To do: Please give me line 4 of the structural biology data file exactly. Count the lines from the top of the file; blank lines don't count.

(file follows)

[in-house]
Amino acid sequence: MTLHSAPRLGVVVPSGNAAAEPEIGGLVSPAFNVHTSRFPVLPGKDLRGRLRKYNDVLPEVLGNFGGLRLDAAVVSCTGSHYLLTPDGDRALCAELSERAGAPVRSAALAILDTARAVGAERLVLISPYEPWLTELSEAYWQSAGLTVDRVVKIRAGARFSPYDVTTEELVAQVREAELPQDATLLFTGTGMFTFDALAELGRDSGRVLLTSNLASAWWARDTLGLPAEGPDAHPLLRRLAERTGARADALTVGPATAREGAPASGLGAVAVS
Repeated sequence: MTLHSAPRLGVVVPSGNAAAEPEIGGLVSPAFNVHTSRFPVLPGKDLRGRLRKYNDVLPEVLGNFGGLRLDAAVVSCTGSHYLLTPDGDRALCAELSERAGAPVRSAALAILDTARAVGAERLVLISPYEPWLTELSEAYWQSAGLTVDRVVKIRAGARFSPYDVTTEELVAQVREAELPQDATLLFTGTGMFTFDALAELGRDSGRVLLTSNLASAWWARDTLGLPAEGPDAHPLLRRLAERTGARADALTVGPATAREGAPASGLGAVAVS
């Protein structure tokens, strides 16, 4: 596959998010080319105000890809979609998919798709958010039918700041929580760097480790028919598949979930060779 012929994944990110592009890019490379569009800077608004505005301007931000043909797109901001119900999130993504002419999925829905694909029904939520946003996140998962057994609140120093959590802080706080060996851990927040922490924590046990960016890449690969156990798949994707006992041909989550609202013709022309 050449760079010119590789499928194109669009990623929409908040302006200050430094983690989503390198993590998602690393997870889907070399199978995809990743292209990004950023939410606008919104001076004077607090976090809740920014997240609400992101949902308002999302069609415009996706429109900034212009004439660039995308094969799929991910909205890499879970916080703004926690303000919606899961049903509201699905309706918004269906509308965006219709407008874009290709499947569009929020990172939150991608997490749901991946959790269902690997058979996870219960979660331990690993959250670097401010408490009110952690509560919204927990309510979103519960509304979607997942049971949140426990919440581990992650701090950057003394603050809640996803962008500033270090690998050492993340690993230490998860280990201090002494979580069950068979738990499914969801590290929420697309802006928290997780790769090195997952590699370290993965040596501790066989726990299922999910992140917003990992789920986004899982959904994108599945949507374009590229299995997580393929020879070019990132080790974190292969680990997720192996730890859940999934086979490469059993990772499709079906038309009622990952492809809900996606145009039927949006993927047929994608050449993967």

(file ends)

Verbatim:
């Protein structure tokens, strides 16, 4: 596959998010080319105000890809979609998919798709958010039918700041929580760097480790028919598949979930060779 012929994944990110592009890019490379569009800077608004505005301007931000043909797109901001119900999130993504002419999925829905694909029904939520946003996140998962057994609140120093959590802080706080060996851990927040922490924590046990960016890449690969156990798949994707006992041909989550609202013709022309 050449760079010119590789499928194109669009990623929409908040302006200050430094983690989503390198993590998602690393997870889907070399199978995809990743292209990004950023939410606008919104001076004077607090976090809740920014997240609400992101949902308002999302069609415009996706429109900034212009004439660039995308094969799929991910909205890499879970916080703004926690303000919606899961049903509201699905309706918004269906509308965006219709407008874009290709499947569009929020990172939150991608997490749901991946959790269902690997058979996870219960979660331990690993959250670097401010408490009110952690509560919204927990309510979103519960509304979607997942049971949140426990919440581990992650701090950057003394603050809640996803962008500033270090690998050492993340690993230490998860280990201090002494979580069950068979738990499914969801590290929420697309802006928290997780790769090195997952590699370290993965040596501790066989726990299922999910992140917003990992789920986004899982959904994108599945949507374009590229299995997580393929020879070019990132080790974190292969680990997720192996730890859940999934086979490469059993990772499709079906038309009622990952492809809900996606145009039927949006993927047929994608050449993967």